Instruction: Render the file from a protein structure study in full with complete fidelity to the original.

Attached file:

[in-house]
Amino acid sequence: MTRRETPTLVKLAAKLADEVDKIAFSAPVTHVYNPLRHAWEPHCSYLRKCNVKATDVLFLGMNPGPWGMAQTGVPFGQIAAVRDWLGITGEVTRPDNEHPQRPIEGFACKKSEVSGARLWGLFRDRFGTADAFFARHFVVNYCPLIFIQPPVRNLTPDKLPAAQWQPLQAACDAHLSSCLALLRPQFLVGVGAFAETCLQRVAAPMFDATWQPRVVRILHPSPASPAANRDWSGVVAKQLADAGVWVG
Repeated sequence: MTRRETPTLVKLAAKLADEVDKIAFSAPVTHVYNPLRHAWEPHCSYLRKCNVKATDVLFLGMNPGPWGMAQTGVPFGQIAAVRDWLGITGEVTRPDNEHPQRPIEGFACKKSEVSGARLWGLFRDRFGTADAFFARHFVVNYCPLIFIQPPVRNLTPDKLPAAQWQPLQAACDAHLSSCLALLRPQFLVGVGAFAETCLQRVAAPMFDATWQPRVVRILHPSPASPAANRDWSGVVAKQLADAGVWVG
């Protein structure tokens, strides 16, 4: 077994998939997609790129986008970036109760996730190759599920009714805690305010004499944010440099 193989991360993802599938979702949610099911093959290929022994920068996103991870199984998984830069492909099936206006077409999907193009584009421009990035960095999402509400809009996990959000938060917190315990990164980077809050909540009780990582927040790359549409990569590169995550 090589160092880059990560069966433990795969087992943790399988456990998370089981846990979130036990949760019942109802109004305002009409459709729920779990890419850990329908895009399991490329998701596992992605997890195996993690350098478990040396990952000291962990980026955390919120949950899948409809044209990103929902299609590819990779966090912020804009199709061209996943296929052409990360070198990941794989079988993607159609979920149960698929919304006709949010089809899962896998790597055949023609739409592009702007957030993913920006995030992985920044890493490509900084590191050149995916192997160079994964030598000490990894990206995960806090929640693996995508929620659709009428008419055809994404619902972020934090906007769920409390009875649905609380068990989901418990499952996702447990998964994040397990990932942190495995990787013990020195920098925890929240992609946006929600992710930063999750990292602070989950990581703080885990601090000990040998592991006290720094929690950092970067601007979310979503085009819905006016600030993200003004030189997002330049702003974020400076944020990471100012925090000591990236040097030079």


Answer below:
[in-house]
Amino acid sequence: MTRRETPTLVKLAAKLADEVDKIAFSAPVTHVYNPLRHAWEPHCSYLRKCNVKATDVLFLGMNPGPWGMAQTGVPFGQIAAVRDWLGITGEVTRPDNEHPQRPIEGFACKKSEVSGARLWGLFRDRFGTADAFFARHFVVNYCPLIFIQPPVRNLTPDKLPAAQWQPLQAACDAHLSSCLALLRPQFLVGVGAFAETCLQRVAAPMFDATWQPRVVRILHPSPASPAANRDWSGVVAKQLADAGVWVG
Repeated sequence: MTRRETPTLVKLAAKLADEVDKIAFSAPVTHVYNPLRHAWEPHCSYLRKCNVKATDVLFLGMNPGPWGMAQTGVPFGQIAAVRDWLGITGEVTRPDNEHPQRPIEGFACKKSEVSGARLWGLFRDRFGTADAFFARHFVVNYCPLIFIQPPVRNLTPDKLPAAQWQPLQAACDAHLSSCLALLRPQFLVGVGAFAETCLQRVAAPMFDATWQPRVVRILHPSPASPAANRDWSGVVAKQLADAGVWVG
């Protein structure tokens, strides 16, 4: 077994998939997609790129986008970036109760996730190759599920009714805690305010004499944010440099 193989991360993802599938979702949610099911093959290929022994920068996103991870199984998984830069492909099936206006077409999907193009584009421009990035960095999402509400809009996990959000938060917190315990990164980077809050909540009780990582927040790359549409990569590169995550 090589160092880059990560069966433990795969087992943790399988456990998370089981846990979130036990949760019942109802109004305002009409459709729920779990890419850990329908895009399991490329998701596992992605997890195996993690350098478990040396990952000291962990980026955390919120949950899948409809044209990103929902299609590819990779966090912020804009199709061209996943296929052409990360070198990941794989079988993607159609979920149960698929919304006709949010089809899962896998790597055949023609739409592009702007957030993913920006995030992985920044890493490509900084590191050149995916192997160079994964030598000490990894990206995960806090929640693996995508929620659709009428008419055809994404619902972020934090906007769920409390009875649905609380068990989901418990499952996702447990998964994040397990990932942190495995990787013990020195920098925890929240992609946006929600992710930063999750990292602070989950990581703080885990601090000990040998592991006290720094929690950092970067601007979310979503085009819905006016600030993200003004030189997002330049702003974020400076944020990471100012925090000591990236040097030079």